In her landmark publication, Battered Wives, feminist activist Del Martin provided an unprecedented analysis of violence against women. She exposed the pervasiveness of spouse abuse, argued that violence against women was rooted in sexism, and offered an empathetic understanding of victims.

    Del Martin, ca. 1970s

    Courtesy of the Gay, Lesbian, Bisexual, Transgender Historical Society

  • Florynce Kennedy, a feminist, lawyer, and civil rights advocate speaks at a rally in support of battered women in City Hall Plaza, in Boston, August 26, 1976

    ©Ellen Shub 2015 all other rights reserved

  • Brochure from Shelter Our Sisters, one of the first domestic violence shelters in the nation in Bergen County, NJ, ca. 1979

    Courtesy Strengthen Our Sisters

    Founded by Sandra Ramos in 1970, Shelter Our Sisters was originally located in Ramos’ home, which had an open door policy for any woman seeking a safe place to stay. By 1977, Ramos had 23 women and children living with her.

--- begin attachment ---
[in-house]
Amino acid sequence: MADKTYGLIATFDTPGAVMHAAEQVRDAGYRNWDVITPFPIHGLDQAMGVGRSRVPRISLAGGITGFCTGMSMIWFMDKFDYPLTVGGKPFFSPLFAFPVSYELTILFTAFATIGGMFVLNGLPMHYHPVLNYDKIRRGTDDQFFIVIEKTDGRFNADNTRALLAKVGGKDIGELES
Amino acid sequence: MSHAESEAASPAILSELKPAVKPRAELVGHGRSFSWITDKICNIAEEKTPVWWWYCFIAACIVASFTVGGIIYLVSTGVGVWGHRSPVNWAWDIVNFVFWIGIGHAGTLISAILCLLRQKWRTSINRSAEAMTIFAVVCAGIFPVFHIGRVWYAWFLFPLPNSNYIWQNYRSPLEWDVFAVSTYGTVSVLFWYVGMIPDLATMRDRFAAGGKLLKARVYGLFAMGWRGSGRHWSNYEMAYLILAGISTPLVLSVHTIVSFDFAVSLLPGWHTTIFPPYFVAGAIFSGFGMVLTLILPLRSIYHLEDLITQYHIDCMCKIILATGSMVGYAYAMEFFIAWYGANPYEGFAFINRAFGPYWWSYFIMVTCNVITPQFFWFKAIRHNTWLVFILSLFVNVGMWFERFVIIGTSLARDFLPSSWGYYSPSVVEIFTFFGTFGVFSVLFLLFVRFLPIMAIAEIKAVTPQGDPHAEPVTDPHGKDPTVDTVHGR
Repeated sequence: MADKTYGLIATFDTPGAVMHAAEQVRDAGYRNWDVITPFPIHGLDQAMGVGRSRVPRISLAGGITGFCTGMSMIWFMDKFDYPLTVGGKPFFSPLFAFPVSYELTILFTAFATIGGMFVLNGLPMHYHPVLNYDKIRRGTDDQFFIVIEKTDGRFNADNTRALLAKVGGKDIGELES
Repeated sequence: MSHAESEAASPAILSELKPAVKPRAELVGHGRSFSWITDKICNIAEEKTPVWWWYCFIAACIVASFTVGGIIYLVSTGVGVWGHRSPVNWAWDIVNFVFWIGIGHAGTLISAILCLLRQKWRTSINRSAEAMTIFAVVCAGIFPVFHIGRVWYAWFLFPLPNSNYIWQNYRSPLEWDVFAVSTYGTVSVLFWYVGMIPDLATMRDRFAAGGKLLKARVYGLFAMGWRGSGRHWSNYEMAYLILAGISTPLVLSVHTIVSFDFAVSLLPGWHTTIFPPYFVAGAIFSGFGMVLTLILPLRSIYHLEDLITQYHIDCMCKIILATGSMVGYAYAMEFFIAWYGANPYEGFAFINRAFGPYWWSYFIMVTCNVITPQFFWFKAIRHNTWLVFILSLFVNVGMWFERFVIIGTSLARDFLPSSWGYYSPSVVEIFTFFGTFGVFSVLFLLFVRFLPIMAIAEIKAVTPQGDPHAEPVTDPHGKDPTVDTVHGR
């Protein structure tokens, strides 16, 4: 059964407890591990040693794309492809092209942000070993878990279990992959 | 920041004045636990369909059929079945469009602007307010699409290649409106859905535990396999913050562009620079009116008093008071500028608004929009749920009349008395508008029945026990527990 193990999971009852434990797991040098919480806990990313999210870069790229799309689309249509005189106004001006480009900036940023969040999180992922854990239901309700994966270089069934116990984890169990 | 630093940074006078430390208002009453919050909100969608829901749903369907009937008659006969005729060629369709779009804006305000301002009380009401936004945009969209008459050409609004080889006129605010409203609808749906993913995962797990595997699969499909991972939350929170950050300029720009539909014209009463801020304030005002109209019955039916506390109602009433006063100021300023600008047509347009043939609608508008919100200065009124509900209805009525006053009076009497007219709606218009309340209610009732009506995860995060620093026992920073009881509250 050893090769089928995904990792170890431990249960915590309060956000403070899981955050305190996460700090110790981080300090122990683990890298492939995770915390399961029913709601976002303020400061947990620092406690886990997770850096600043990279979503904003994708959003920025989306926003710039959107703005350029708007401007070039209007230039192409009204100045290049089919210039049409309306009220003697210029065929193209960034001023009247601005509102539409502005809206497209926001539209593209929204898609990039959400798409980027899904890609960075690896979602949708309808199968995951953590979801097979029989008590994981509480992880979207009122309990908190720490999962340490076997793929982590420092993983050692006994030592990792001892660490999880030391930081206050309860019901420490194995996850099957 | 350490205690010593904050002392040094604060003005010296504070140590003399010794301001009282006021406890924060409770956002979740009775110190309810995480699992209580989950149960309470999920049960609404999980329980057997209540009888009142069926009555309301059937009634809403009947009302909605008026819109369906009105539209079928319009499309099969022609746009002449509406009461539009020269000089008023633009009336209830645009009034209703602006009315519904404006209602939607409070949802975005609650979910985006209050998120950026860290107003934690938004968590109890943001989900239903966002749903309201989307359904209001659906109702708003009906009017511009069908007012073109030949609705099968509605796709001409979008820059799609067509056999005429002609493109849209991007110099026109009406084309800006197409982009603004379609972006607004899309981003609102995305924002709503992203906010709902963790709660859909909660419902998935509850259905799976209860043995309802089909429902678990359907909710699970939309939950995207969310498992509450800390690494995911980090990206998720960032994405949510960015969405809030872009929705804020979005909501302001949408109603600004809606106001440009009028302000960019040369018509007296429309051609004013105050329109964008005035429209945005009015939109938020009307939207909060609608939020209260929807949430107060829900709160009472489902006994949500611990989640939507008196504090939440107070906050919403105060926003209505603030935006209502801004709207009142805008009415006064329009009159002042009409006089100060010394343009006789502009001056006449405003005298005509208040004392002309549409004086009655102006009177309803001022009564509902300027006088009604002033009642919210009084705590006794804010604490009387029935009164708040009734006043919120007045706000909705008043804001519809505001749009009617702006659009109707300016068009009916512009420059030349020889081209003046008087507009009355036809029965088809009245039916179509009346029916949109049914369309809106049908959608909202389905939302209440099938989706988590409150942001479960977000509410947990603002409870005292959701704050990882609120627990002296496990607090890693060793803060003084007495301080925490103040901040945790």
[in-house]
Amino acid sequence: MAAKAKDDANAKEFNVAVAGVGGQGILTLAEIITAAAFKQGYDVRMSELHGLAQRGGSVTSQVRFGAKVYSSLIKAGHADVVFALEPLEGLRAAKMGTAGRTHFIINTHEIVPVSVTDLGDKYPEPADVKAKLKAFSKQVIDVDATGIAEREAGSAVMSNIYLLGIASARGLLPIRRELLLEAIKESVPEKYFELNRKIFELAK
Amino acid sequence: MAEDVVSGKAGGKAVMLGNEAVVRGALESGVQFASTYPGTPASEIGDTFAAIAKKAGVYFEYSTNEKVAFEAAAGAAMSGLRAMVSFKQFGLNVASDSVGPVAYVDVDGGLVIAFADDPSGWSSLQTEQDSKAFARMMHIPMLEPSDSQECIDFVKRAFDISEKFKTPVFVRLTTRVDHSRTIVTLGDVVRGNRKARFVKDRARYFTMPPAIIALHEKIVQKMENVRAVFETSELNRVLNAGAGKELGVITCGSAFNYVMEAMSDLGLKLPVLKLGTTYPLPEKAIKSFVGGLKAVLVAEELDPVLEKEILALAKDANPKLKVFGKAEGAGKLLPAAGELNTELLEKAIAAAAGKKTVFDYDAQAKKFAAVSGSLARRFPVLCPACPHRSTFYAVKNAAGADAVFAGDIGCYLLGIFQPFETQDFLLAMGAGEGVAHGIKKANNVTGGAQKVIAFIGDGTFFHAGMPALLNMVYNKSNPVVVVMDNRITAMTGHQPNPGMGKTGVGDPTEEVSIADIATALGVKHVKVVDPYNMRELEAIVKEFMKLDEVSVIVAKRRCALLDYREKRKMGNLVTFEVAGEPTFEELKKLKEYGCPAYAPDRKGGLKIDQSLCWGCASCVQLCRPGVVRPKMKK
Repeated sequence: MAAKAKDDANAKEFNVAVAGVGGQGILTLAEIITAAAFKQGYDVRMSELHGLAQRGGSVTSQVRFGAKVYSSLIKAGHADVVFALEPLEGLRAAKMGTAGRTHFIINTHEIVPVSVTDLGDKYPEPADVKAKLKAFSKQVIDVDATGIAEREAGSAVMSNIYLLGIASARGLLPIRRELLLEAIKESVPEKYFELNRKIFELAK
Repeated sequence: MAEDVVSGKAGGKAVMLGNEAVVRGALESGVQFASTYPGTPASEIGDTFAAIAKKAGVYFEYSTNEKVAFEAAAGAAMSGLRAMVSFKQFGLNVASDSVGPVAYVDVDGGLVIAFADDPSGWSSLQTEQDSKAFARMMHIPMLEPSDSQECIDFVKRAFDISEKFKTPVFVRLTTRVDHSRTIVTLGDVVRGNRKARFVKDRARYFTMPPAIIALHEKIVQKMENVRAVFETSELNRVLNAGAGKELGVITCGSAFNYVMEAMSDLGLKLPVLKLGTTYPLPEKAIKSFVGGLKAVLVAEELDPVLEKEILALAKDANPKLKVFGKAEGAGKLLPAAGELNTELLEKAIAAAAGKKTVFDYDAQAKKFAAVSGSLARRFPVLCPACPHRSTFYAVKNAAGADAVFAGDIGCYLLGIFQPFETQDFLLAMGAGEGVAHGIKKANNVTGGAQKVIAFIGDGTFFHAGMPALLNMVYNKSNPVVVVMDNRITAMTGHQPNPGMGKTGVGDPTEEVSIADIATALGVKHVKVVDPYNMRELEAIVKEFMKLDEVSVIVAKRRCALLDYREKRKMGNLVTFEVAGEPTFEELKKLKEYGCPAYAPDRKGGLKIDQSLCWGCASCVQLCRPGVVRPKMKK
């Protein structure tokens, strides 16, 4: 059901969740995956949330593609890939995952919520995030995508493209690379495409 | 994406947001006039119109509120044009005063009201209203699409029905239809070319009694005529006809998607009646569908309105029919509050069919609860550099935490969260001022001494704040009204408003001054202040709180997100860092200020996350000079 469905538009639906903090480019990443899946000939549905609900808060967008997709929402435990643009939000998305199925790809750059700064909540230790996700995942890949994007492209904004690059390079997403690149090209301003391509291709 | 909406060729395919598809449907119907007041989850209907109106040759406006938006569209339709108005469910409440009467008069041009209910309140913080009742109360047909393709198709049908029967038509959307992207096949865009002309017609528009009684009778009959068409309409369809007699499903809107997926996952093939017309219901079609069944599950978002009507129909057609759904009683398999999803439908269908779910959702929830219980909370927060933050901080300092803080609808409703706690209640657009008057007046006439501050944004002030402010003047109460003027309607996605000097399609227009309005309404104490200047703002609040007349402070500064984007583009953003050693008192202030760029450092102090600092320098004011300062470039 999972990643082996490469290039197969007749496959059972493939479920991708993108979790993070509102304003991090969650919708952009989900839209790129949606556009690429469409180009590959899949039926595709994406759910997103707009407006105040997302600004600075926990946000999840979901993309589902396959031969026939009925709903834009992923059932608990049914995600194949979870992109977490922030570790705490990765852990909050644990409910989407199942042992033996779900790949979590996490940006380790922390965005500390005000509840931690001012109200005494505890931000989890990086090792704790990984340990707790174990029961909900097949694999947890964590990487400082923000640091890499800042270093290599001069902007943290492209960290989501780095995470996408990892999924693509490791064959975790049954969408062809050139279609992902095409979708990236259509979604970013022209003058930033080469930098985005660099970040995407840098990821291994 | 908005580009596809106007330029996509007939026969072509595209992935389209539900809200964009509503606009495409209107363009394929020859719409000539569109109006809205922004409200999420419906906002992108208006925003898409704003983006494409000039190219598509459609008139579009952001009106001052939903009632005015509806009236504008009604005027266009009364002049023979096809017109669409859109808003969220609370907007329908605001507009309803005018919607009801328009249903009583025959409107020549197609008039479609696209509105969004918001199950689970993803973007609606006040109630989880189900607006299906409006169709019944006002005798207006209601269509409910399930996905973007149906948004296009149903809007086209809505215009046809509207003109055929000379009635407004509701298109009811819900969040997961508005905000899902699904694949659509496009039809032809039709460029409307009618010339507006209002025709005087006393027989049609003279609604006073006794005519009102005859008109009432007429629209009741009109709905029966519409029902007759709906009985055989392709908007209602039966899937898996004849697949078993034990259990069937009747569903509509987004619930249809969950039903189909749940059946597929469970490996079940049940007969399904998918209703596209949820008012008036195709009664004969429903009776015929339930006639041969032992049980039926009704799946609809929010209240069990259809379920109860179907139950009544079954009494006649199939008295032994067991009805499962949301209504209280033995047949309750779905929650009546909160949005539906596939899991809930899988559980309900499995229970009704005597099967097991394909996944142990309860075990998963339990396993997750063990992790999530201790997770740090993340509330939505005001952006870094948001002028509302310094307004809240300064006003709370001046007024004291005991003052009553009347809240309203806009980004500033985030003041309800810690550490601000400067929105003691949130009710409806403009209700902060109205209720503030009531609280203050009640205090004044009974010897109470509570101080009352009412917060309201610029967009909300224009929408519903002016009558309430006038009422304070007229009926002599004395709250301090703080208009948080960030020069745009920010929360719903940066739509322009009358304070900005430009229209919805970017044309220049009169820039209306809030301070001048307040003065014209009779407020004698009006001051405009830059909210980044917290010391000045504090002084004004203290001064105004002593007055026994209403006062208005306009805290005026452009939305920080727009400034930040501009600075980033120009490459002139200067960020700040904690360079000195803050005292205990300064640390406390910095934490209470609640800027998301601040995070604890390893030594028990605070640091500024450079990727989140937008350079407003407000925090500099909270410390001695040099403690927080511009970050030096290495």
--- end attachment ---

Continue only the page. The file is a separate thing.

Brochure from Shelter Our Sisters, one of the first domestic violence shelters in the nation in Bergen County, NJ, ca. 1979

    Courtesy Strengthen Our Sisters

    Founded by Sandra Ramos in 1970, Shelter Our Sisters was originally located in Ramos’ home, which had an open door policy for any woman seeking a safe place to stay. By 1977, Ramos had 23 women and children living with her.

  • Working on Wife Abuse a directory of services for survivors of domestic violence, compiled by Betsy Warrior, 1978

    Courtesy National Library of Medicine

    Betsy Warrior, radical women’s liberation movement activist and herself a survivor of domestic violence, worked in support of women who were battered. Working on Wife Abuse provided information and resources to activists, service-providers, and survivors of violence, and served to connect those working in shelters nationwide.